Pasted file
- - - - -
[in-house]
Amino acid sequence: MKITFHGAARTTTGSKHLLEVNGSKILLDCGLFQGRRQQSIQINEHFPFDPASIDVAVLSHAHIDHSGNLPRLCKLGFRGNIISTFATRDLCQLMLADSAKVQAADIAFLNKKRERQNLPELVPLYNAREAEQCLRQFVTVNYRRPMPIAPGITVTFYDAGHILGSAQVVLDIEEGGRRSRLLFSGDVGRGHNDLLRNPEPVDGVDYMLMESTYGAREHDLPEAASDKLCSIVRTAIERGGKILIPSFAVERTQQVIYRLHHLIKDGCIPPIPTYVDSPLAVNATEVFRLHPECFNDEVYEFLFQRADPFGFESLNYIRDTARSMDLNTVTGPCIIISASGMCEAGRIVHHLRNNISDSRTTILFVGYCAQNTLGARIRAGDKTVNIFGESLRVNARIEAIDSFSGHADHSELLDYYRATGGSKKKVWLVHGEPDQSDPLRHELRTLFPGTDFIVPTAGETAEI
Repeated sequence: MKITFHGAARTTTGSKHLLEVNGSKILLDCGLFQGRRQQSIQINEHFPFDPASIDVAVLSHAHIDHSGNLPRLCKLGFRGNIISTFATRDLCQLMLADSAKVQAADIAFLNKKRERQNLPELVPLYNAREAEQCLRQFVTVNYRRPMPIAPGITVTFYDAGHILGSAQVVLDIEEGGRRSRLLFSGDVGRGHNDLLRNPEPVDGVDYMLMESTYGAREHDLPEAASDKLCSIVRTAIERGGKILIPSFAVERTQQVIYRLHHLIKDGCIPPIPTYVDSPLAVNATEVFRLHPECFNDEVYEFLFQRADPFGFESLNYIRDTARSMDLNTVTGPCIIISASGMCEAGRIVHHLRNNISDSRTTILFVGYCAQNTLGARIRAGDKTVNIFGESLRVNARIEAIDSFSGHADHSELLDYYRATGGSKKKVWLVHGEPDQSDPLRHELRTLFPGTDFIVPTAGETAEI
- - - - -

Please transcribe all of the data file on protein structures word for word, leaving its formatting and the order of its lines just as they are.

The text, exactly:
[in-house]
Amino acid sequence: MKITFHGAARTTTGSKHLLEVNGSKILLDCGLFQGRRQQSIQINEHFPFDPASIDVAVLSHAHIDHSGNLPRLCKLGFRGNIISTFATRDLCQLMLADSAKVQAADIAFLNKKRERQNLPELVPLYNAREAEQCLRQFVTVNYRRPMPIAPGITVTFYDAGHILGSAQVVLDIEEGGRRSRLLFSGDVGRGHNDLLRNPEPVDGVDYMLMESTYGAREHDLPEAASDKLCSIVRTAIERGGKILIPSFAVERTQQVIYRLHHLIKDGCIPPIPTYVDSPLAVNATEVFRLHPECFNDEVYEFLFQRADPFGFESLNYIRDTARSMDLNTVTGPCIIISASGMCEAGRIVHHLRNNISDSRTTILFVGYCAQNTLGARIRAGDKTVNIFGESLRVNARIEAIDSFSGHADHSELLDYYRATGGSKKKVWLVHGEPDQSDPLRHELRTLFPGTDFIVPTAGETAEI
Repeated sequence: MKITFHGAARTTTGSKHLLEVNGSKILLDCGLFQGRRQQSIQINEHFPFDPASIDVAVLSHAHIDHSGNLPRLCKLGFRGNIISTFATRDLCQLMLADSAKVQAADIAFLNKKRERQNLPELVPLYNAREAEQCLRQFVTVNYRRPMPIAPGITVTFYDAGHILGSAQVVLDIEEGGRRSRLLFSGDVGRGHNDLLRNPEPVDGVDYMLMESTYGAREHDLPEAASDKLCSIVRTAIERGGKILIPSFAVERTQQVIYRLHHLIKDGCIPPIPTYVDSPLAVNATEVFRLHPECFNDEVYEFLFQRADPFGFESLNYIRDTARSMDLNTVTGPCIIISASGMCEAGRIVHHLRNNISDSRTTILFVGYCAQNTLGARIRAGDKTVNIFGESLRVNARIEAIDSFSGHADHSELLDYYRATGGSKKKVWLVHGEPDQSDPLRHELRTLFPGTDFIVPTAGETAEI